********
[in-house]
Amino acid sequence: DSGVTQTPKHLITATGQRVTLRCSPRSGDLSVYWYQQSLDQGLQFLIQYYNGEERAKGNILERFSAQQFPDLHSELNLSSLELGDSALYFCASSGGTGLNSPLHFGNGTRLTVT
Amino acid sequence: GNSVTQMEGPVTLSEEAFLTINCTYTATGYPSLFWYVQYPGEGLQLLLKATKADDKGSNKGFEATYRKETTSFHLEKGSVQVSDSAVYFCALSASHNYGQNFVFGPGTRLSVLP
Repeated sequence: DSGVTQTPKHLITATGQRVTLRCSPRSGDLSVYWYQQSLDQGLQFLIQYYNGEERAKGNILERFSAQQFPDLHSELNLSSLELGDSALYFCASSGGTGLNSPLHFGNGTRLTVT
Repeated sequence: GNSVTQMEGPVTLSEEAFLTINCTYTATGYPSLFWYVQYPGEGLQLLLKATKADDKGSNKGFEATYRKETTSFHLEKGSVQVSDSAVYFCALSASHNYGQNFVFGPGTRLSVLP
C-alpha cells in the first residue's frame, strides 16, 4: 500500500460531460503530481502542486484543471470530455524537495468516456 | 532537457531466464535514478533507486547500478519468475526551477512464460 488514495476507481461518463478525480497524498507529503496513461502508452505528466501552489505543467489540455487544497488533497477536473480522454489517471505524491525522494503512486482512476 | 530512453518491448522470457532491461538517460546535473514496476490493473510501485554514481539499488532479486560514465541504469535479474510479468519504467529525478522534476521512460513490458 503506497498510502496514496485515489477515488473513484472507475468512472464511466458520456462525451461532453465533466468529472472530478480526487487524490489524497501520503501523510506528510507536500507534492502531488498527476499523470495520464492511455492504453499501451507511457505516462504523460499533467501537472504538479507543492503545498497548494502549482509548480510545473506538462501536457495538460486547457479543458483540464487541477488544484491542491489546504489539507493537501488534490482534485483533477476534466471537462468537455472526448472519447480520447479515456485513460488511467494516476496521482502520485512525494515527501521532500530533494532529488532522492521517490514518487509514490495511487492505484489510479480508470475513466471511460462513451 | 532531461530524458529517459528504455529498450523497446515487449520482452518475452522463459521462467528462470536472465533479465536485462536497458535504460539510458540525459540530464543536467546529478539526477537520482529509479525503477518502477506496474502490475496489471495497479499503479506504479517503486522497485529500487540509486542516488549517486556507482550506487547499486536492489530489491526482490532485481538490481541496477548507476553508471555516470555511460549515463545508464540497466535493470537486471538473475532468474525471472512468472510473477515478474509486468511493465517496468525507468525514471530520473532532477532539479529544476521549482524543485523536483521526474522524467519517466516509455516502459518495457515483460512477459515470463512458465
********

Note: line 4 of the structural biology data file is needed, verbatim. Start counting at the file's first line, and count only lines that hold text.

Repeated sequence: DSGVTQTPKHLITATGQRVTLRCSPRSGDLSVYWYQQSLDQGLQFLIQYYNGEERAKGNILERFSAQQFPDLHSELNLSSLELGDSALYFCASSGGTGLNSPLHFGNGTRLTVT